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Syrian Aircraft Crashes in IS-Held City09/16 06:27

   A Syrian military aircraft crashed into the de facto capital of the Islamic 
State group on Tuesday, killing at least eight people, as thousands of 
residents fled to nearby villages in anticipation of expected U.S. airstrikes 
against the militants, activists said.

   BEIRUT (AP) -- A Syrian military aircraft crashed into the de facto capital 
of the Islamic State group on Tuesday, killing at least eight people, as 
thousands of residents fled to nearby villages in anticipation of expected U.S. 
airstrikes against the militants, activists said.

   It was not immediately clear whether the plane that slammed into the 
northeastern city of Raqqa was hit by anti-aircraft fire or experienced a 
technical failure, according to an activist based in the city and the 
Britain-based Syrian Observatory for Human Rights.

   The Raqqa-based activist, who goes by the name Fourat Alwfaa, said eight 
people were killed in the crash, including members of two families after the 
aircraft plowed into their home. The Observatory said there were casualties,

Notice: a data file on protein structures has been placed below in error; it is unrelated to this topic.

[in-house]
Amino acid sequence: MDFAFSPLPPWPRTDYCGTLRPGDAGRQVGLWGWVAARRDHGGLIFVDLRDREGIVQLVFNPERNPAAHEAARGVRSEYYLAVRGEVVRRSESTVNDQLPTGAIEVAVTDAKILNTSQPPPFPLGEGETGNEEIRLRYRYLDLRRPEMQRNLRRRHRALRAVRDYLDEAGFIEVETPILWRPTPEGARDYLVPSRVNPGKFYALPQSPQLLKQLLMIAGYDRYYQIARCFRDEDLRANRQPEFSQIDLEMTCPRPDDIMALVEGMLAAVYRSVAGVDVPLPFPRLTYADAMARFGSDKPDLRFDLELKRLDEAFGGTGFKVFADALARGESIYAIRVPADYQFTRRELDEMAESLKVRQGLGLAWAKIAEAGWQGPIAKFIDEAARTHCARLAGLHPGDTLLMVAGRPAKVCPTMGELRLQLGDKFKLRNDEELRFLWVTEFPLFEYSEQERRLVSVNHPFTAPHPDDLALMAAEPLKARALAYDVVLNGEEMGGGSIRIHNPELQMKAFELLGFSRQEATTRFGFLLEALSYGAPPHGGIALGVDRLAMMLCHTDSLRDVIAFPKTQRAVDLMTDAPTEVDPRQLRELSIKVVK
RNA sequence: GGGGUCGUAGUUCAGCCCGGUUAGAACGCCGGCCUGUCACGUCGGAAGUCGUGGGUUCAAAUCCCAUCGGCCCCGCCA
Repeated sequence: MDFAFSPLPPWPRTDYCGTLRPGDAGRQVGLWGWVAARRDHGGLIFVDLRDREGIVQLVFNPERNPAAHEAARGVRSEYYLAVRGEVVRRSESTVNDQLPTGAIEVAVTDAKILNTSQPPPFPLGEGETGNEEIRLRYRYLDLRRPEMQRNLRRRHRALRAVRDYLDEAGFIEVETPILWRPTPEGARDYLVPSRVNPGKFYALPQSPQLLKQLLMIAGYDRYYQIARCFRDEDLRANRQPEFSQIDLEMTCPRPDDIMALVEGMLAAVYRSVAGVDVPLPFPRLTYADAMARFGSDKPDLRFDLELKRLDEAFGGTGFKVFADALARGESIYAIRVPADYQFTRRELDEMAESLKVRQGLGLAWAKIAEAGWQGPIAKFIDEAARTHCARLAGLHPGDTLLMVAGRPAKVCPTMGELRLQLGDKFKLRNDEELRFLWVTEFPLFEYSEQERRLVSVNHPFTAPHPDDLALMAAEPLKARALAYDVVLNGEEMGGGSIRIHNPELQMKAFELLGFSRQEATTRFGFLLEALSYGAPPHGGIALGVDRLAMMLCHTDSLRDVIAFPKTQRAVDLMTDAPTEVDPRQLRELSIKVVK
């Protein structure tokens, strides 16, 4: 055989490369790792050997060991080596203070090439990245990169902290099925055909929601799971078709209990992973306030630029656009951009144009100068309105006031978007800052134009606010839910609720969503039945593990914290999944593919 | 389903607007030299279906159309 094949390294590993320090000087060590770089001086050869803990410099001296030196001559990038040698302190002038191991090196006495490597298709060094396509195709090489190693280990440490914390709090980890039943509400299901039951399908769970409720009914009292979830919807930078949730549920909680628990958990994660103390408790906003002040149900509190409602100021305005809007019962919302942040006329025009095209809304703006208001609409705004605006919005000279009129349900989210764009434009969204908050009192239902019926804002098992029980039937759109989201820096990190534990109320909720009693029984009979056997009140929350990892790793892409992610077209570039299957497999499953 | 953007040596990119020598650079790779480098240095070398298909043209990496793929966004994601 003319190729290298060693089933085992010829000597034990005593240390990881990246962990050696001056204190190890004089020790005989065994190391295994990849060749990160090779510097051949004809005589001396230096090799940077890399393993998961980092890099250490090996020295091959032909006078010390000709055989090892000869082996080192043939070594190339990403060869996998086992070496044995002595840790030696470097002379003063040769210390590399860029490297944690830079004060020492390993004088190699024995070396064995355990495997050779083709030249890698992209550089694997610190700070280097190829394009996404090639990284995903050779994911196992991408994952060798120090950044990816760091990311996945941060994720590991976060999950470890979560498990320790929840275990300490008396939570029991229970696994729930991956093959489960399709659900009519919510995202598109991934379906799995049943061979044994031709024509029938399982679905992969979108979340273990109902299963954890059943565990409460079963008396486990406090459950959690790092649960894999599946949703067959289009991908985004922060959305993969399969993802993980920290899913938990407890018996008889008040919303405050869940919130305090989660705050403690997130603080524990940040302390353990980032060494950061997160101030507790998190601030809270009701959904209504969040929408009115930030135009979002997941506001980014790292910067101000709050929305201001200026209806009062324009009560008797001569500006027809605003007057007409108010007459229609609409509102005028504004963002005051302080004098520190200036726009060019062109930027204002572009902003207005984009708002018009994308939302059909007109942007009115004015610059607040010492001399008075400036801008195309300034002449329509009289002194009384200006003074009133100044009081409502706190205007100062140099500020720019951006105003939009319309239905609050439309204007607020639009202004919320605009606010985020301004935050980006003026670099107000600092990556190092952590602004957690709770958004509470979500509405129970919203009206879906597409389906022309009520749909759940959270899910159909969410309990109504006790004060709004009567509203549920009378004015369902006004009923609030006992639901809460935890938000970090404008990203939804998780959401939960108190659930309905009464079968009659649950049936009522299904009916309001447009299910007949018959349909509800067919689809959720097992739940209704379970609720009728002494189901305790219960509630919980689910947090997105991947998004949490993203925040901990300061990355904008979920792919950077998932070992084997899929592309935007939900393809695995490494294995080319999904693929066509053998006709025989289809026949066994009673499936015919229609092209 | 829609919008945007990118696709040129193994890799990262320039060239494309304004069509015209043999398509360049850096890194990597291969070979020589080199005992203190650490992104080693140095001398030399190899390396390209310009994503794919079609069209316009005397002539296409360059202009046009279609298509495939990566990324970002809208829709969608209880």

but did not have a concrete figure.

   The Islamic State group controls a proto-state that stretches from northern 
Syria across much of northern and western Iraq. Raqqa, an ancient city on the 
Euphrates River with a prewar population of 500,000, serves as the extremists' 
stronghold in Syria.

   The U.S. has been conducting airstrikes against Islamic State fighters in 
Iraq since the militants tried to push toward the northern city of Irbil in 
Iraq's largely autonomous Kurdish region in August. President Barack Obama last 
week authorized strikes against the group in Syria as well, and his 
administration is currently trying to cobble together an international 
coalition to go after the group.

   As international attention has zeroed in on the extremists, the Syrian 
government, which largely shied away from bombing the group's territory for 
more than a year, has begun targeting cities and towns under the militants' 
control more frequently.

   Those government strikes, and perhaps even more-so the prospect of an 
American-led aerial campaign that is all but certain to target Raqqa, have 
prompted many residents to pack up and move to outlying villages, according to 
Alwfaa and another resident.

   "By God, yes, people began fleeing about a week ago," said a woman who 
requested anonymity, fearing identification by the militant group. She said 
they fled to nearby villages, away from the militant group's bases.

   Previous Syrian airstrikes killed dozens of civilians in Raqqa. Alwfaa said 
residents feared U.S. strikes would cause even more damage.


(KA)


 
 
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